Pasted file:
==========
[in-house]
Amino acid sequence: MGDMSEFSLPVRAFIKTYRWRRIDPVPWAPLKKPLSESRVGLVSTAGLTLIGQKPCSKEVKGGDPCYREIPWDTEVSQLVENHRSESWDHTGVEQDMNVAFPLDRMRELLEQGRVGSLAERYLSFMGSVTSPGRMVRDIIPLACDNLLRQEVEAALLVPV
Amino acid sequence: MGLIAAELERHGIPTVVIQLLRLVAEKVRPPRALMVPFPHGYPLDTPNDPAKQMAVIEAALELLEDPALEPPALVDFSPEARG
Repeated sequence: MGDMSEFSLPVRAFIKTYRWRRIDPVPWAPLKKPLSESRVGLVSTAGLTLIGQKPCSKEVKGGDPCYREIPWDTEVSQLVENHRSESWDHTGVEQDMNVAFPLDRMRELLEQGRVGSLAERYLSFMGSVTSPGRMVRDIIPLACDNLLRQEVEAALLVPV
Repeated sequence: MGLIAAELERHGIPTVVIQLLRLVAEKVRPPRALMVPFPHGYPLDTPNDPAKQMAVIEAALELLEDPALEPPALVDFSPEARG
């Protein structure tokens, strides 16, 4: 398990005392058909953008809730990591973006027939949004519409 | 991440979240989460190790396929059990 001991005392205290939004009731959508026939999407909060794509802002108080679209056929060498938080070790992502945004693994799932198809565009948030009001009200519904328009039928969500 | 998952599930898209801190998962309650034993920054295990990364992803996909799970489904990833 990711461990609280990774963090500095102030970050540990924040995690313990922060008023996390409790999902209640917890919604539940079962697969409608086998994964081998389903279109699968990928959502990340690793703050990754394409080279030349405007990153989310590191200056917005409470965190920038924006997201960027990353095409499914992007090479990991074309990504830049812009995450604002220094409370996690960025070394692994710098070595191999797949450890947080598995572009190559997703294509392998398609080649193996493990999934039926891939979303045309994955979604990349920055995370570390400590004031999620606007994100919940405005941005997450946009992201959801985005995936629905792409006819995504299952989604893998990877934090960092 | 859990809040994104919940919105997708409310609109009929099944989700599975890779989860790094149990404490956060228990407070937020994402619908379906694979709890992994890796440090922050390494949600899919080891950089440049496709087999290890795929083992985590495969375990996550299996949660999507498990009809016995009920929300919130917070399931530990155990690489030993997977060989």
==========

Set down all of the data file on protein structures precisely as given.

[in-house]
Amino acid sequence: MGDMSEFSLPVRAFIKTYRWRRIDPVPWAPLKKPLSESRVGLVSTAGLTLIGQKPCSKEVKGGDPCYREIPWDTEVSQLVENHRSESWDHTGVEQDMNVAFPLDRMRELLEQGRVGSLAERYLSFMGSVTSPGRMVRDIIPLACDNLLRQEVEAALLVPV
Amino acid sequence: MGLIAAELERHGIPTVVIQLLRLVAEKVRPPRALMVPFPHGYPLDTPNDPAKQMAVIEAALELLEDPALEPPALVDFSPEARG
Repeated sequence: MGDMSEFSLPVRAFIKTYRWRRIDPVPWAPLKKPLSESRVGLVSTAGLTLIGQKPCSKEVKGGDPCYREIPWDTEVSQLVENHRSESWDHTGVEQDMNVAFPLDRMRELLEQGRVGSLAERYLSFMGSVTSPGRMVRDIIPLACDNLLRQEVEAALLVPV
Repeated sequence: MGLIAAELERHGIPTVVIQLLRLVAEKVRPPRALMVPFPHGYPLDTPNDPAKQMAVIEAALELLEDPALEPPALVDFSPEARG
């Protein structure tokens, strides 16, 4: 398990005392058909953008809730990591973006027939949004519409 | 991440979240989460190790396929059990 001991005392205290939004009731959508026939999407909060794509802002108080679209056929060498938080070790992502945004693994799932198809565009948030009001009200519904328009039928969500 | 998952599930898209801190998962309650034993920054295990990364992803996909799970489904990833 990711461990609280990774963090500095102030970050540990924040995690313990922060008023996390409790999902209640917890919604539940079962697969409608086998994964081998389903279109699968990928959502990340690793703050990754394409080279030349405007990153989310590191200056917005409470965190920038924006997201960027990353095409499914992007090479990991074309990504830049812009995450604002220094409370996690960025070394692994710098070595191999797949450890947080598995572009190559997703294509392998398609080649193996493990999934039926891939979303045309994955979604990349920055995370570390400590004031999620606007994100919940405005941005997450946009992201959801985005995936629905792409006819995504299952989604893998990877934090960092 | 859990809040994104919940919105997708409310609109009929099944989700599975890779989860790094149990404490956060228990407070937020994402619908379906694979709890992994890796440090922050390494949600899919080891950089440049496709087999290890795929083992985590495969375990996550299996949660999507498990009809016995009920929300919130917070399931530990155990690489030993997977060989």